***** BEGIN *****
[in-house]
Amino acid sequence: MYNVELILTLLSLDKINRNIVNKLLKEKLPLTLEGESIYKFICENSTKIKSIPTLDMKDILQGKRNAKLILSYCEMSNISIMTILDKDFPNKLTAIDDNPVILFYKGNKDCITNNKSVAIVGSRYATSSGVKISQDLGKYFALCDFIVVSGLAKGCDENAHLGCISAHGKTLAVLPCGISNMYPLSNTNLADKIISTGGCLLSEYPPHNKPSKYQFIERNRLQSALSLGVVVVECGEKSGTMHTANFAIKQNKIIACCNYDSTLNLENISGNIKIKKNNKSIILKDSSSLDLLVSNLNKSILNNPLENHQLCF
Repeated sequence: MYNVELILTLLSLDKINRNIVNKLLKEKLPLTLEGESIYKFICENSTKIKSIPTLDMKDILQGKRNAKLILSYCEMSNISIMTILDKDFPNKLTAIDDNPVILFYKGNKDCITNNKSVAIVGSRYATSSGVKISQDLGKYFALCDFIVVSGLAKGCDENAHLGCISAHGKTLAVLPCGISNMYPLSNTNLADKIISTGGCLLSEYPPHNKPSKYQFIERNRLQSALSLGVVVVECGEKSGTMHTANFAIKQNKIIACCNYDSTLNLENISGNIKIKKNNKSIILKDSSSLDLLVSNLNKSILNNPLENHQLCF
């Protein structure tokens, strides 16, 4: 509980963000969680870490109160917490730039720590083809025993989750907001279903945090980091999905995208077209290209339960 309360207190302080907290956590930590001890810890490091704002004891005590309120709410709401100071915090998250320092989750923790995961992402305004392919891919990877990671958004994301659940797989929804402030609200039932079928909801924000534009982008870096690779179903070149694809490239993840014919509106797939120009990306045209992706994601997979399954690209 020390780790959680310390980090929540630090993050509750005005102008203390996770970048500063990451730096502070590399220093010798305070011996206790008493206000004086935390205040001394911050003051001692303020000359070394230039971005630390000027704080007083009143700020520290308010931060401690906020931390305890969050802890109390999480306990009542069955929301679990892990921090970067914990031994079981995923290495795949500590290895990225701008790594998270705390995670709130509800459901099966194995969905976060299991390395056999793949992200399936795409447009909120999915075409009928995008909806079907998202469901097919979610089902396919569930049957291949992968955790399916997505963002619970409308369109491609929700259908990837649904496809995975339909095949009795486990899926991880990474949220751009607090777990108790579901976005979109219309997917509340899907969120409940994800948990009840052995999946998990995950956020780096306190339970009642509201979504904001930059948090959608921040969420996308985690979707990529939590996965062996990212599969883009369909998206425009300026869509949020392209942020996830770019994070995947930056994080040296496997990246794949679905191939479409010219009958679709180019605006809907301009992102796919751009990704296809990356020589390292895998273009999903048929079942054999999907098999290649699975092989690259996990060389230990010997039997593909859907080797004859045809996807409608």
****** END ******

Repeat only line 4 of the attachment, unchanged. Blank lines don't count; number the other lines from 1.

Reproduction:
């Protein structure tokens, strides 16, 4: 509980963000969680870490109160917490730039720590083809025993989750907001279903945090980091999905995208077209290209339960 309360207190302080907290956590930590001890810890490091704002004891005590309120709410709401100071915090998250320092989750923790995961992402305004392919891919990877990671958004994301659940797989929804402030609200039932079928909801924000534009982008870096690779179903070149694809490239993840014919509106797939120009990306045209992706994601997979399954690209 020390780790959680310390980090929540630090993050509750005005102008203390996770970048500063990451730096502070590399220093010798305070011996206790008493206000004086935390205040001394911050003051001692303020000359070394230039971005630390000027704080007083009143700020520290308010931060401690906020931390305890969050802890109390999480306990009542069955929301679990892990921090970067914990031994079981995923290495795949500590290895990225701008790594998270705390995670709130509800459901099966194995969905976060299991390395056999793949992200399936795409447009909120999915075409009928995008909806079907998202469901097919979610089902396919569930049957291949992968955790399916997505963002619970409308369109491609929700259908990837649904496809995975339909095949009795486990899926991880990474949220751009607090777990108790579901976005979109219309997917509340899907969120409940994800948990009840052995999946998990995950956020780096306190339970009642509201979504904001930059948090959608921040969420996308985690979707990529939590996965062996990212599969883009369909998206425009300026869509949020392209942020996830770019994070995947930056994080040296496997990246794949679905191939479409010219009958679709180019605006809907301009992102796919751009990704296809990356020589390292895998273009999903048929079942054999999907098999290649699975092989690259996990060389230990010997039997593909859907080797004859045809996807409608």